A wonderful little example of supercooling occurred in front of my very eyes last night.

Supercooling is a state of matter where a fluid is cooled below its freezing point, but for whatever reason, fails to actually solidify. Pilots encounter this phenomenon as “icing” in the air, and ground dwellers as freezing rain or “ice storms”. Yesterday it happened in my hand on a much larger scale.

The ingredients: a 500mL bottle of spring water and its thirty friends, a manly deep freezer, some electricity, and a few weeks’ time.

The outcome: almost every bottle of water is translucent and frozen solid with ice. Two bottles, from somewhere in the middle of the pile of frozen bottles, look and feel completely liquid, right up to bubbles of air moving around freely.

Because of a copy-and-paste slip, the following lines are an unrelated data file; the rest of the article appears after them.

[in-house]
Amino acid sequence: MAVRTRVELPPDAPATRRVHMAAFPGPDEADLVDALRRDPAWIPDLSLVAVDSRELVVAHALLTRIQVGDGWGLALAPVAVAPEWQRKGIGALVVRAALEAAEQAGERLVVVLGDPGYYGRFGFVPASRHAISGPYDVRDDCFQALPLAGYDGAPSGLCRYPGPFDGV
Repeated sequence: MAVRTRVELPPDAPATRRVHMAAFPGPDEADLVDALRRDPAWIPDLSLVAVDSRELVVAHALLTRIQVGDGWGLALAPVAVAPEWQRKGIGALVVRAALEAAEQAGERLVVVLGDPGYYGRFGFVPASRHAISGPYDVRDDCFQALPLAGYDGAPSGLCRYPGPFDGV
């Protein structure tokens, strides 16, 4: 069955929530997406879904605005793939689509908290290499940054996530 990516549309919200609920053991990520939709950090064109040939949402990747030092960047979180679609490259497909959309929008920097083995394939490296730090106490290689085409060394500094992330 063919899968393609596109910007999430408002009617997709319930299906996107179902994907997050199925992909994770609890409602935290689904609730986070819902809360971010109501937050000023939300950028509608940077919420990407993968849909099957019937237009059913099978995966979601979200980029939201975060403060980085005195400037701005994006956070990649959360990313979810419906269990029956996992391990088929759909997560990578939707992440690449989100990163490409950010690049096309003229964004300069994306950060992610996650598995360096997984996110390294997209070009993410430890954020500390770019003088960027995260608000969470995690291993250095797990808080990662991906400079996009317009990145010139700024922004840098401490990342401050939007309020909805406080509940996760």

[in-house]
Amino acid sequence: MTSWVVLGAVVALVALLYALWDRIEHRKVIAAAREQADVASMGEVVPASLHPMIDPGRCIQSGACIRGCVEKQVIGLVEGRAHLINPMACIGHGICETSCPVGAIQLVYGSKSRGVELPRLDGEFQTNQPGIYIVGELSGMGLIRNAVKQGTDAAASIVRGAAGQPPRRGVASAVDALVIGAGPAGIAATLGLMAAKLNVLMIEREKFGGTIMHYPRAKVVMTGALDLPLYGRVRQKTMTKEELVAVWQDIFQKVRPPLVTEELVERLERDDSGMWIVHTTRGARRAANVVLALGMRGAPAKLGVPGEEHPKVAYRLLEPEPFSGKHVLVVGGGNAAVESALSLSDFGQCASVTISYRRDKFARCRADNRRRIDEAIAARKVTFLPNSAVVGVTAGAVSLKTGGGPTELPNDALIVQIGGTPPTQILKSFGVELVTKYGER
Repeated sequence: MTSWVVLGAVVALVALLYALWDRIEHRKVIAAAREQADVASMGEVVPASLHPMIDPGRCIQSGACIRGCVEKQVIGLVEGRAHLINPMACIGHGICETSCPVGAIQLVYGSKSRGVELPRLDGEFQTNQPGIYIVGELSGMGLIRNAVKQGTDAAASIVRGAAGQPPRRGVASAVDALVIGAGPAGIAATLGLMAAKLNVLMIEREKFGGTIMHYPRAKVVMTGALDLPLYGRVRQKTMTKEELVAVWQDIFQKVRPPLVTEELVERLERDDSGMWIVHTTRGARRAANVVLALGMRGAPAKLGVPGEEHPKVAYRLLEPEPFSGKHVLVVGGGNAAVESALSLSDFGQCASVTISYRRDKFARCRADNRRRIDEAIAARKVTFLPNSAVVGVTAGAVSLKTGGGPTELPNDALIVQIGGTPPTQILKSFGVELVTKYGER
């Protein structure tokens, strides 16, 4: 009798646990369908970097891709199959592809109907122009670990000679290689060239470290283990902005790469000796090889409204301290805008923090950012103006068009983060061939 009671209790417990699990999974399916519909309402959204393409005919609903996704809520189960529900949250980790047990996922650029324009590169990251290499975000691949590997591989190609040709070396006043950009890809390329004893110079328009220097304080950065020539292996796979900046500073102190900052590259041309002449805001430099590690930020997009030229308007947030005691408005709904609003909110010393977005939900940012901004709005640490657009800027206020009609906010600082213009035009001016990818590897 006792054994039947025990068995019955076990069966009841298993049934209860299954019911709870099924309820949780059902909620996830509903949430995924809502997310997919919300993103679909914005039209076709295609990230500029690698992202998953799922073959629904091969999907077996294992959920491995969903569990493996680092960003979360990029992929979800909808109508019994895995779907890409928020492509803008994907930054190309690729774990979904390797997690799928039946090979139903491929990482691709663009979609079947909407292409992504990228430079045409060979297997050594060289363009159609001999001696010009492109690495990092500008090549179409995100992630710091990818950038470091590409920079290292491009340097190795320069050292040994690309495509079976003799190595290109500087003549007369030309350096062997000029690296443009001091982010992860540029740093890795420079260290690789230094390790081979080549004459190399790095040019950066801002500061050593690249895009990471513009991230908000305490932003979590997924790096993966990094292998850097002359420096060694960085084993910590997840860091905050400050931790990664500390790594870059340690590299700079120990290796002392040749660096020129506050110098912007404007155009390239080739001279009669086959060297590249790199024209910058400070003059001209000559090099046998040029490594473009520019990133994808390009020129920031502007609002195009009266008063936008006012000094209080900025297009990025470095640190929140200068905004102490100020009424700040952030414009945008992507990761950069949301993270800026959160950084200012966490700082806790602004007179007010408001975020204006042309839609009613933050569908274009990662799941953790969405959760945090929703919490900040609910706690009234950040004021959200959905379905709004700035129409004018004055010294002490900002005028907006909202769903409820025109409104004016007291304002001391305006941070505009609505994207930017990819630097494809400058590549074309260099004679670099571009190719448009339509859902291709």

Yet, shake one around just a little more vigorously. Suddenly, within the span of one second, a translucent mass of ice forms from top to bottom. It turns to a hard slush, as subsequent drink confirms. Disbelieving that supercooling on this scale is likely, shake the second bottle the same way, in front of four adult observers. The same thing happens. Wonderful stuff.